What Ingrid and I argue is we need a framework of analysis that’s strategic. And what do we mean by strategic? It needs to be a framework of analysis that’s going to help us build up the sources of power that will push Israel to recognize Palestinian self-determination and to make reparations. So we zeroed in on two frameworks of analysis.
One is apartheid and one is settler colonialism. and we found that apartheid actually is by far the more robust of the two. Why? Because the settler colonialist framework in the international system of states—and we have to be realistic about states– will only apply to Israel beyond the green line. Whereas the apartheid framework applies to what Israel is doing to its citizens in Israel, to what it is doing in the West Bank and to what Israel is doing to the refugees.
That was very well set out in the ESCWA report by Richard Falk and Virginia Tilley; and they said apartheid applies to all segments of the Palestinian people.
We’ve come to a similar conclusion but in a different way of getting there. Which is, that the apartheid frame of reference is the most strategic for the Palestinian struggle, and it is one that can frame the messages, if we can get people to get it.
We need to have a lot more discussion and education stemming from the analysis she and I did, to get there. It’s one of those difficult things that you need to talk through and then internalize. Because if you don’t internalize it, it will always get away from you when you try and explain it.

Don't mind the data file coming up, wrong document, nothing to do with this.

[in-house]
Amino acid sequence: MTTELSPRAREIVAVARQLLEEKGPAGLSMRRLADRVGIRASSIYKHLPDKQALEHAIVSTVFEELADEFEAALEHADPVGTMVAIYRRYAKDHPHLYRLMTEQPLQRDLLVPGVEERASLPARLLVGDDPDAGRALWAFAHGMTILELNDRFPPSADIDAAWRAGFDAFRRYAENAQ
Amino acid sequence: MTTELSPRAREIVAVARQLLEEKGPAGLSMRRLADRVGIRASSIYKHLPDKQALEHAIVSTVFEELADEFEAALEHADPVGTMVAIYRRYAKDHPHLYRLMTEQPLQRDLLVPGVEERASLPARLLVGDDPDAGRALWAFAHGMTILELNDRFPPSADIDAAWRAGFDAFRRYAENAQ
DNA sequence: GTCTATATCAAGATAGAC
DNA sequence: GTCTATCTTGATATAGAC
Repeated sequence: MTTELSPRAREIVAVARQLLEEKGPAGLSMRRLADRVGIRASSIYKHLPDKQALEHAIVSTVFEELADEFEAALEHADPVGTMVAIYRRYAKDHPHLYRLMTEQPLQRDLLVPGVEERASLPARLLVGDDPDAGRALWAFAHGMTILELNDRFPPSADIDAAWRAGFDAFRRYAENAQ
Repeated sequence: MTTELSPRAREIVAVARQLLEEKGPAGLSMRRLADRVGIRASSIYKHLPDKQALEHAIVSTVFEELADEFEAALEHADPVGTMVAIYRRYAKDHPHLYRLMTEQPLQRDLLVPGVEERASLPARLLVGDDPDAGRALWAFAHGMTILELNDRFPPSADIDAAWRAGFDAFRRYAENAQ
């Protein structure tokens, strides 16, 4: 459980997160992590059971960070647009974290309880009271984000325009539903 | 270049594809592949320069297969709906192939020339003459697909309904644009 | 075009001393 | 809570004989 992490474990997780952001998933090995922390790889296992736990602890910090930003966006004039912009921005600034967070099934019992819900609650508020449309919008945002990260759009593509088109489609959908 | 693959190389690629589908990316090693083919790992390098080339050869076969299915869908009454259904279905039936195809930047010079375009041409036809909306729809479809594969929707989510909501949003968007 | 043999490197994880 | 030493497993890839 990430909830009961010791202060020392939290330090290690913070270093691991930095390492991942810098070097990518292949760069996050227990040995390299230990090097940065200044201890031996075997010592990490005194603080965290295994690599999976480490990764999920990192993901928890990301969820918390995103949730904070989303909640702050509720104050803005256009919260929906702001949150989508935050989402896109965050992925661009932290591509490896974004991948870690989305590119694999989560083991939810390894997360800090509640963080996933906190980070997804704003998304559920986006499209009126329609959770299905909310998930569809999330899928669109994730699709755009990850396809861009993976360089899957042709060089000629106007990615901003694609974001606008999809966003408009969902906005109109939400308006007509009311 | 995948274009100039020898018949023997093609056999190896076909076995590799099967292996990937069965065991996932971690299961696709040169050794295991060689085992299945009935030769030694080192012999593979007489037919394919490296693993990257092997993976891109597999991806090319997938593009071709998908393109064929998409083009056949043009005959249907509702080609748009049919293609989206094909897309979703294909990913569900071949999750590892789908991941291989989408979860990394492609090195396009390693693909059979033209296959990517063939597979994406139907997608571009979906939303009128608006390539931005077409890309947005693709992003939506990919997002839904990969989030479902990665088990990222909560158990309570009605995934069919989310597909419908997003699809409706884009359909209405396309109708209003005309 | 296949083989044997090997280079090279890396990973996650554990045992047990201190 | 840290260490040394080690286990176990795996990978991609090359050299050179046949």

Q. I have a question about self-determination, through my own lens. I’m not an abstract thinker. I live in this country as a Jew, and Jews don’t have self-determination. I’m one of them, we all vote. Whereas in Israel and Palestine, this two peoples with competing claims model, that’s problematic. These settlers Zionists have been burying their families there for generations, they feel connected, they have a bizarre mythology. Obviously I think the Palestinian connection is a more robust and valid one, given the ethnic cleansing. But I think that ultimately, and being subjective, I say, you guys got to learn from me. You are going to be one people there, and with a self determination model, they’re mutually exclusive.
They’re not necessarily mutually exclusive. The Palestinian right of self determination is different from what Israel is setting out as its right to self determination. There are many contradictions at the heart of the Zionist project, one of which is, How you define a Jew? I have a friend who married a Jewish woman and he converted. So he goes to Israel, the family wants to settle there. Does he have a right to self-determination? How do you define a Jew?
Q. I reject that out of hand. I don’t want that right I think it’s wrong.
How do you have that right?
Q. Through Zionism. Zionism established it.
Zionism can’t establish it. There’s a number of Jews who want nothing to do with Israel. Does that mean they’re giving up their right? At a certain point Israel has to become the state of its own citizens. Like Switzerland. Immigration has to involve certain criteria that don’t involve your ability to go there only because you’re Jewish; and many people feel that Judaism is a religion, it has nothing to do with a piece of land somewhere. That has to be recognized too. This conflation of Judaism and a right to a Jewish state is something that eventually is going to be picked apart long after we’re dead, because it makes no sense.